The Rebels’ Arms Acquisitions

The Sudanese rebels, by their own account, obtain the majority of their weapons either through purchases on the international arms market or in combat with forces of the government of Sudan. SPLA claims that it had captured large quantities of Sudanese government arms in southern Sudan in early 1997, including tanks and artillery, have been confirmed by the eyewitness accounts of independent journalists who toured SPLA-controlled areas shortly after the March 1997 fighting188 and by a Human Rights Watch visit to the same areas three months later. SAF leaders also claimed to have captured substantial quantities of light and medium arms and some Soviet-model T-54 tanks in battles with government forces in the east and northeastern fronts in April 1997.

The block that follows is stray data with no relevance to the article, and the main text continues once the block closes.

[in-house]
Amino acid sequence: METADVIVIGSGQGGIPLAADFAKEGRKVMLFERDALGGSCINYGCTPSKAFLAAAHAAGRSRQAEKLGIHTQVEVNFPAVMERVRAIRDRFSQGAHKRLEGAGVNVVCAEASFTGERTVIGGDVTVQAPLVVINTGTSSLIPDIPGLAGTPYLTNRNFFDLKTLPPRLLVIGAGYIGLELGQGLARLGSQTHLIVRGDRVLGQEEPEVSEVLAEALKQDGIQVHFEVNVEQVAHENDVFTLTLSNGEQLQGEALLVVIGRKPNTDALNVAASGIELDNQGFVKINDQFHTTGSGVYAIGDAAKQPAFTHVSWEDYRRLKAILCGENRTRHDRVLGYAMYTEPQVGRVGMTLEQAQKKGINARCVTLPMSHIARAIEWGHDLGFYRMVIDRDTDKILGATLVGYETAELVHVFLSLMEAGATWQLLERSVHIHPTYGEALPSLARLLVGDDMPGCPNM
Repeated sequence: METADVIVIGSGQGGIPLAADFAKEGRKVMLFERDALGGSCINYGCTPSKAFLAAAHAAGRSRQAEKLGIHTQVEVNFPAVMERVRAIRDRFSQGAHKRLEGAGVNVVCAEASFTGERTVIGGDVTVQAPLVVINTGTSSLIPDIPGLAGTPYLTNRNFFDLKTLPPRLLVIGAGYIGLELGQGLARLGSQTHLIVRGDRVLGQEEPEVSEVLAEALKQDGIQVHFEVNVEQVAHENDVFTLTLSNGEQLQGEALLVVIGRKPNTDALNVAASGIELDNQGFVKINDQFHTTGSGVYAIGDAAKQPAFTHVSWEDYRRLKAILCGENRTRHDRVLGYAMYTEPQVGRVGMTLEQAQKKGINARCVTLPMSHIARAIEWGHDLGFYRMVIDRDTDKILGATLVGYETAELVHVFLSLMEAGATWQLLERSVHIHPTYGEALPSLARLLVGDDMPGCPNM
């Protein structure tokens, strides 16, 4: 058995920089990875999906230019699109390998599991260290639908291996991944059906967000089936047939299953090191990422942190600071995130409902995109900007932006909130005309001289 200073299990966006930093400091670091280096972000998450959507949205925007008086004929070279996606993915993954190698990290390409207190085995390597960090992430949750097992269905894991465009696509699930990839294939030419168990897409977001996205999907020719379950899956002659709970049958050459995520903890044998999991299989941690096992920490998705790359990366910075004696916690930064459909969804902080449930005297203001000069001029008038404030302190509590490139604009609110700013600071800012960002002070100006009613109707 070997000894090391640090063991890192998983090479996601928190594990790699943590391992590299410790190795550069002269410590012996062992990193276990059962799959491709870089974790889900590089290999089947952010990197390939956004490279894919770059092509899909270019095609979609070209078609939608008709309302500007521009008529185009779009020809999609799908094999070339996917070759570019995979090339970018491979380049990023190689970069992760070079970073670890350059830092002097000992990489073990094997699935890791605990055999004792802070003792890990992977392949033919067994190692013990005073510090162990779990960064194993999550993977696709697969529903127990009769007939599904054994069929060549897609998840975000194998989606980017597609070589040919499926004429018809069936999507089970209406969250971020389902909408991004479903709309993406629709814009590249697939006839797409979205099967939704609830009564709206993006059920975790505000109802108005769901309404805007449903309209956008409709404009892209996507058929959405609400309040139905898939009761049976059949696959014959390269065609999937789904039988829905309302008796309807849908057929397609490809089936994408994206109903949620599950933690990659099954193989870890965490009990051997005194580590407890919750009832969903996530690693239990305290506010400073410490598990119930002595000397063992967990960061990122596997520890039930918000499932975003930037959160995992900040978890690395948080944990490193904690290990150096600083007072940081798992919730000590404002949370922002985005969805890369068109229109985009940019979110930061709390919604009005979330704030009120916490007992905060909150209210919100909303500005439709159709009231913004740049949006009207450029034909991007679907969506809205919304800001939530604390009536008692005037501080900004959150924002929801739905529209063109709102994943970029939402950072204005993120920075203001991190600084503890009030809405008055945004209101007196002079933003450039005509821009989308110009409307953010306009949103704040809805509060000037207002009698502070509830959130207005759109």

In addition, light arms have reached Sudanese opposition forces through an informal smuggling network within Africa that stretches as far south as Mozambique and Angola, according to sources in Nairobi.189 Landlocked as they are, Sudanese opposition forces are heavily dependent on the cooperation of one or another of the frontline states for the transshipment of such arms. Human Rights Watch confirmed the use of Uganda as a transshipment route for arms intended for the SPLA on several occasions, observing in July 1997 more than one hundred wooden crates of ammunition in Morobo, Sudan (between Kaya and Yei) with shipping instructions clearly marked “To Uganda, via Tanzania” that SPLA officials identified as SPLA equipment that was not to be photographed. Similarly labeled stores of ammunition were observed at other sites, which Human Rights Watch was not permitted to photograph or to approach closely. During that same visit, Human Rights Watch saw crates, at least one of which contained rocket-propelled grenades, that were marked: “MOD Uganda J4951208WMH,” and underneath: “DAR ES SALAAM ITEM(B) NOS.250,” indicating the crates had arrived via Tanzania and Uganda.